In the United States majolica from the Central European continent doesn't quite have the following of British or French majolica. Add to this the distinctively restrained looking glazes commonly used in Bavaria and you have a form that is a mystery to many collectors. Some potteries in this group marked their wares but many did not. It is therefore of utmost importance to have a reputable resource for identification. European Majolica is such a resource.
Well organized, well written text that breaks the region down by major potteries the book features 350+ clear if unglamorous photos for reference. Whole chapters are devoted to the work of Wilhelm Schiller & Son; Julius Dressler; B. Block and Co.; and Zsolnay. Images of pottery marks are also included.
There is a special section in the back of the book for unattributed work which is mostly humidors and smoking related items. This is one of the weaker sections of the book as it treads lightly on the topic, probably because of the obvious crossover with French potters and companies like Sarreguemines which have changed nationality. There is also a section in the back of approximate values.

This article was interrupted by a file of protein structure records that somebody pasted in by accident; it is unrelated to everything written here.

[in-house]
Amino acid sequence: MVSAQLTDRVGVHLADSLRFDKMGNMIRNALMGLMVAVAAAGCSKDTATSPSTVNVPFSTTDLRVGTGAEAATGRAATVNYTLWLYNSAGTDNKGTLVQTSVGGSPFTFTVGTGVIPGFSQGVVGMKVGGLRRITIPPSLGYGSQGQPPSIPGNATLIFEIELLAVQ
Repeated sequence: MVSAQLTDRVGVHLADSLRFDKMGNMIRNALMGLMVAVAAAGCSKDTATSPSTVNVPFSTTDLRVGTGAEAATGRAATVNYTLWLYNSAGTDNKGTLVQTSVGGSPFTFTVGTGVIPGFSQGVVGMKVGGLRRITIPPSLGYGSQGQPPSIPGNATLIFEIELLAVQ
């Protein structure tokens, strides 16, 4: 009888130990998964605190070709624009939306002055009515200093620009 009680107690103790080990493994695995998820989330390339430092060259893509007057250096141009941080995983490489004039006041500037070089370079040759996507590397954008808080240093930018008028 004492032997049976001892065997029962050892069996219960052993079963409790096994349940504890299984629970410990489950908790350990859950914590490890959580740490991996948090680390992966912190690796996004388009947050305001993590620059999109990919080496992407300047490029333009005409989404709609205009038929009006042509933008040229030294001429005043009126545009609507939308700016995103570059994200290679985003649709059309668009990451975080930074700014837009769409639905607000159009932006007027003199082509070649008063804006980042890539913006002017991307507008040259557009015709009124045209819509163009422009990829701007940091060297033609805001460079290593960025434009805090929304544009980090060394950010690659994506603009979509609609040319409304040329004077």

If I were to add any criticism of this reference it is in the short shrift given to the work of Lonitz. Murray identifies Lonitz as as a minor pottery and dismisses it rather quickly with just a couple of sentences. That is a great disservice to one of the finest potteries to make Victorian majolica which Lonitz is.
Apart from this, European Majolica is a good general reference for the collector
This book comes recommended if you are interested in a literate overview of these little discussed potteries.
European Majolica: With Values by D. Michael Murray: Schiffer Books; 174 pages: $29.95